askST: Why do we redraw electoral boundaries every time we have a general election?

Reader Lin Yulong wrote to askST: "Why do we redraw electoral boundaries every time we have general elections?"

Deputy News Editor (Political) Zakir Hussain answers.

Electoral boundaries have been redrawn at every general election (GE) for several reasons.

The boundaries are determined by a committee appointed by the Prime Minister, who sets out guidelines - or terms of reference - for them. While the committee puts out a report on these changes, it does not go into detailed explanations on how it came about these decisions.

But observers have identified three key considerations behind boundary changes.

One major reason is population shifts as a result of new housing developments, such as new flats in Punggol and Yew Tee.

When the Electoral Boundaries Review Committee came up with new boundaries ahead of GE2015, it was asked to "take into consideration significant increases or decreases in the number of electors in the current electoral divisions as a result of population shifts and housing developments since the last boundary delineation exercise".

This explains why a new GRC was formed in the north-west of Singapore - Marsiling-Yew Tee GRC - and why several areas of GRCs in the north-east were also redrawn.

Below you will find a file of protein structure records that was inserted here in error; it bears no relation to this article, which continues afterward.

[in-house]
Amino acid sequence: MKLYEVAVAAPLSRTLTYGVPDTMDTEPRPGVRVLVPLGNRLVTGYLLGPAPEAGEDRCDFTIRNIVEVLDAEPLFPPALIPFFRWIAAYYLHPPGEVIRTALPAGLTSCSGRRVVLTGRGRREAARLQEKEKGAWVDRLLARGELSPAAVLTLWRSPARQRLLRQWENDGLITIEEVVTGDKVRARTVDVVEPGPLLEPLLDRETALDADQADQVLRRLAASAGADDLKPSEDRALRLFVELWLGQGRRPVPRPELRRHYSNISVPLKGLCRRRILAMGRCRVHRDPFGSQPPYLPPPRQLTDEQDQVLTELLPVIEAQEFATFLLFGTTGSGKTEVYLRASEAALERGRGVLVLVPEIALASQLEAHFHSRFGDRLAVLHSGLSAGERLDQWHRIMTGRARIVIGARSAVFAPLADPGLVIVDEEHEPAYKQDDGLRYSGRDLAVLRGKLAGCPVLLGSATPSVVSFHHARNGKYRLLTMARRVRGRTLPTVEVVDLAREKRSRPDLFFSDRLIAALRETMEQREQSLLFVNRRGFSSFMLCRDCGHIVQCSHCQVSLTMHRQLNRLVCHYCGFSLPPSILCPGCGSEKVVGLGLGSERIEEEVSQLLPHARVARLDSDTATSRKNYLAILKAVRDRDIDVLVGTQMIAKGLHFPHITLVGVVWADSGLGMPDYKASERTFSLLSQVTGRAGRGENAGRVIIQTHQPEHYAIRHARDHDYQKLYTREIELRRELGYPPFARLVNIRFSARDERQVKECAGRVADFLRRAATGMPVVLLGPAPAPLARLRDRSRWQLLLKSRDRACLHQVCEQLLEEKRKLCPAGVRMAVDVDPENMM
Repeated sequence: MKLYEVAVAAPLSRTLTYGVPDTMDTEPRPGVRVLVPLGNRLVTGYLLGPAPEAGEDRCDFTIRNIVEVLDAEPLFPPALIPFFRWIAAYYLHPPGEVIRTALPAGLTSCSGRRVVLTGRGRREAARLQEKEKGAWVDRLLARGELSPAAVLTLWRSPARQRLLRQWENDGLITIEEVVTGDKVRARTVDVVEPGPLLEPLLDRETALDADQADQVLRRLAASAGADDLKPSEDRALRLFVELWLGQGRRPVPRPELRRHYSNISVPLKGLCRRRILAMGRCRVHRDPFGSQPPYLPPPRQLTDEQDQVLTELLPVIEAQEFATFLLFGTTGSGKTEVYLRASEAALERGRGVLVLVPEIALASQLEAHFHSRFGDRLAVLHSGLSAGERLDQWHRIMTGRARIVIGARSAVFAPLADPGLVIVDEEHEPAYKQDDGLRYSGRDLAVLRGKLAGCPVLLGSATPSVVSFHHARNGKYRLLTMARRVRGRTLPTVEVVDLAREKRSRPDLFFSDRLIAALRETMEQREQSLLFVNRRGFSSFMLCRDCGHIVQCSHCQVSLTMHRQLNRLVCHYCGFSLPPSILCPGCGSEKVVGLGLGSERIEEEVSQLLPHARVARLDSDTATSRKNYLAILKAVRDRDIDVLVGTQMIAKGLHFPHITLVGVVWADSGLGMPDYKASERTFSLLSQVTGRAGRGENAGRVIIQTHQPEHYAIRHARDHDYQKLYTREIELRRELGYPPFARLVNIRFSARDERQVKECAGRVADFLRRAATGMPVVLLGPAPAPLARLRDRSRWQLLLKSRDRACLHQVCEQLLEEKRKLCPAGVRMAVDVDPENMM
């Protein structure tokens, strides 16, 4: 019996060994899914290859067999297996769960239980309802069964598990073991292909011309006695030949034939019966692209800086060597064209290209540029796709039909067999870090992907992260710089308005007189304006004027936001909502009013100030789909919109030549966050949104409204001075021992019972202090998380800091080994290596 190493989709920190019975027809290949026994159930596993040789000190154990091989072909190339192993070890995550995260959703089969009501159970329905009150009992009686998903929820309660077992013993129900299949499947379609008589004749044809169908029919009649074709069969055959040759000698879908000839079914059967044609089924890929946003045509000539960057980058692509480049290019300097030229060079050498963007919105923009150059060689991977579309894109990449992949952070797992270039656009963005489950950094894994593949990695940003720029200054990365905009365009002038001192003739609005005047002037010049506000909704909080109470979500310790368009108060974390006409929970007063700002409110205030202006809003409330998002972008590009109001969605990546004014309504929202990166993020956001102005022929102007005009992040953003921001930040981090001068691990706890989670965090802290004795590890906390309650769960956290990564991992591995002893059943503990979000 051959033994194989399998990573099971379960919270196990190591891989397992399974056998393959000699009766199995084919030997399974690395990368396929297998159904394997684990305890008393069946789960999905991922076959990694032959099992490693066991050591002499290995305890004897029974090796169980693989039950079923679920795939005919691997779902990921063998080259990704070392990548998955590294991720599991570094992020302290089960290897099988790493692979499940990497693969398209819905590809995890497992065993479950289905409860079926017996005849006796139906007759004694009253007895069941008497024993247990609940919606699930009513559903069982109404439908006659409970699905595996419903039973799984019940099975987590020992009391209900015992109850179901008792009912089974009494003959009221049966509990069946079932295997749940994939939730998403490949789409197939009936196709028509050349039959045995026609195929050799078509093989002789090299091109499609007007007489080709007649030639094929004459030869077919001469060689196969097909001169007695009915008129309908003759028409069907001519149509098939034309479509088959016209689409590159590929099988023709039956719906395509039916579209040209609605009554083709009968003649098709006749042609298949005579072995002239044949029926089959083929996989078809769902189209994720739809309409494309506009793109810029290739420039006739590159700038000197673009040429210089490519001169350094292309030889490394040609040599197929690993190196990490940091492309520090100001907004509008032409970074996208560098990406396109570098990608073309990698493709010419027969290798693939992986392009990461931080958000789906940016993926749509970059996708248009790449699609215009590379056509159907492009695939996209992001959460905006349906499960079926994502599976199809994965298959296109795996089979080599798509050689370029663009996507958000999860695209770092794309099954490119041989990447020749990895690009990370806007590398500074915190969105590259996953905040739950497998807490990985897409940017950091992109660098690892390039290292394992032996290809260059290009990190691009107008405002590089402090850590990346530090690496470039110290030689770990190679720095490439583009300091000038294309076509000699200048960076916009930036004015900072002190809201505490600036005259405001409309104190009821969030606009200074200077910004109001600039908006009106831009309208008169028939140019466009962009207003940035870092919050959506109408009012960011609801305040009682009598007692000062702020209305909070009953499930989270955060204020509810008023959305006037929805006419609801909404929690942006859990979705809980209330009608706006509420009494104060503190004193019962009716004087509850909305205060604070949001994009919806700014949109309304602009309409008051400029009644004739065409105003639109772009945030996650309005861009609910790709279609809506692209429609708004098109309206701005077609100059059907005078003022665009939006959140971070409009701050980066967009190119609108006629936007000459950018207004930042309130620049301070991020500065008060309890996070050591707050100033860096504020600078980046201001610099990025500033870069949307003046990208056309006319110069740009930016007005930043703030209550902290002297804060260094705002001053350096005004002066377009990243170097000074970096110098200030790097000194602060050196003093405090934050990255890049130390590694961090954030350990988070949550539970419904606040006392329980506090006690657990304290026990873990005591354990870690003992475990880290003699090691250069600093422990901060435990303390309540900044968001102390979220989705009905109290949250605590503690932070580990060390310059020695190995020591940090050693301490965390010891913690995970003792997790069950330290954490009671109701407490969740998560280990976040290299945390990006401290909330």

A second reason is to address the political requirements spelt out in the brief to the committee.

For example, the Government had, ahead of the previous two GEs, promised to reduce the average size of group representation constituencies (GRCs) and have more single-member constituencies (SMCs).

So ahead of GE2011 and GE2015, Prime Minister Lee Hsien Loong directed the committee to reduce the average number of MPs in a GRC and ensure at least 12 SMCs.

Underpinning both the above reasons is the need for the 2.4 million eligible voters in Singapore to - more or less - have equal say in electing their MP or team of MPs.

For the 2015 boundary redrawing, the committee worked on the basis of a range of 20,000 to 37,000 voters per MP. It was also mindful that a GRC with fewer MPs should not have more voters than a GRC with more MPs.

Observers also point to political considerations in the way boundaries are shaped.

On one hand, opposition-held seats have tended to not have their boundaries redrawn to minimise allegations of unfair play. Thus in the latest exercise, Aljunied GRC and Hougang SMC saw no changes to their boundaries. Even Potong Pasir, which had been in opposition hands for 27 years till GE2011, saw its boundaries left intact last year.

But on the other hand, some constituencies that have seen close contests have been known to be redrawn. For instance, Joo Chiat SMC, which the PAP won by fewer than 400 votes in GE2011, was absorbed into Marine Parade GRC ahead of GE2015.

But changes to constituency boundaries have affected fewer voters in recent electoral cycles.

Some of the more drastic boundary changes happened ahead of GE1988, GE1991 and GE1997 when three-member GRCs were introduced, followed by four-member GRCs and then five-and six-member GRCs in three consecutive elections.

Ahead of GE2011, some three in 10 voters found themselves in a new electoral division. At GE2015, only one in five voters were affected.

More askST stories here.

Join ST's Telegram channel and get the latest breaking news delivered to you.